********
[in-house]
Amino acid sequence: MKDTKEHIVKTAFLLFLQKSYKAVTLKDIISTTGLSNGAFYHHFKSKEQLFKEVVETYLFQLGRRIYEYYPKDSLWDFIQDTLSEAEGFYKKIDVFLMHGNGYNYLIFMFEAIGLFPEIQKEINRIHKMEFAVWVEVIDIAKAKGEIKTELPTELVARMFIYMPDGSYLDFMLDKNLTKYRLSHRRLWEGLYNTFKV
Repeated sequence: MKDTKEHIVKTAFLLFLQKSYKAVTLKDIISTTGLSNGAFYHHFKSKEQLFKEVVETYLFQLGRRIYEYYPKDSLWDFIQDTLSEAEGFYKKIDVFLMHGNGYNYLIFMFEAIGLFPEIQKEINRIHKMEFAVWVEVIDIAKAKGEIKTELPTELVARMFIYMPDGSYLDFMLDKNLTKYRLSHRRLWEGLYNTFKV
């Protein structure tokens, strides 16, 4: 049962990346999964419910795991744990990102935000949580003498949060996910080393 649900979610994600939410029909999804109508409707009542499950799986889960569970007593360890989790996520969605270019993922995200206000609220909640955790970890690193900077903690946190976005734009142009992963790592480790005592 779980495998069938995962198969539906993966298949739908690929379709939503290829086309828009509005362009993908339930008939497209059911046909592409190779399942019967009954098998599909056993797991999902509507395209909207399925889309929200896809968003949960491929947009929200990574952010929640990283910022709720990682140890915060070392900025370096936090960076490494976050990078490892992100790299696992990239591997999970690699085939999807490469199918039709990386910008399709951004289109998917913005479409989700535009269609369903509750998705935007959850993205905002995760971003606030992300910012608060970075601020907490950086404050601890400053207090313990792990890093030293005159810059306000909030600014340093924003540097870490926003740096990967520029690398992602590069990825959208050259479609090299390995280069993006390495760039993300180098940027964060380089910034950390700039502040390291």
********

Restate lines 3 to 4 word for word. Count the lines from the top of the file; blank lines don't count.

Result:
Repeated sequence: MKDTKEHIVKTAFLLFLQKSYKAVTLKDIISTTGLSNGAFYHHFKSKEQLFKEVVETYLFQLGRRIYEYYPKDSLWDFIQDTLSEAEGFYKKIDVFLMHGNGYNYLIFMFEAIGLFPEIQKEINRIHKMEFAVWVEVIDIAKAKGEIKTELPTELVARMFIYMPDGSYLDFMLDKNLTKYRLSHRRLWEGLYNTFKV
């Protein structure tokens, strides 16, 4: 049962990346999964419910795991744990990102935000949580003498949060996910080393 649900979610994600939410029909999804109508409707009542499950799986889960569970007593360890989790996520969605270019993922995200206000609220909640955790970890690193900077903690946190976005734009142009992963790592480790005592 779980495998069938995962198969539906993966298949739908690929379709939503290829086309828009509005362009993908339930008939497209059911046909592409190779399942019967009954098998599909056993797991999902509507395209909207399925889309929200896809968003949960491929947009929200990574952010929640990283910022709720990682140890915060070392900025370096936090960076490494976050990078490892992100790299696992990239591997999970690699085939999807490469199918039709990386910008399709951004289109998917913005479409989700535009269609369903509750998705935007959850993205905002995760971003606030992300910012608060970075601020907490950086404050601890400053207090313990792990890093030293005159810059306000909030600014340093924003540097870490926003740096990967520029690398992602590069990825959208050259479609090299390995280069993006390495760039993300180098940027964060380089910034950390700039502040390291």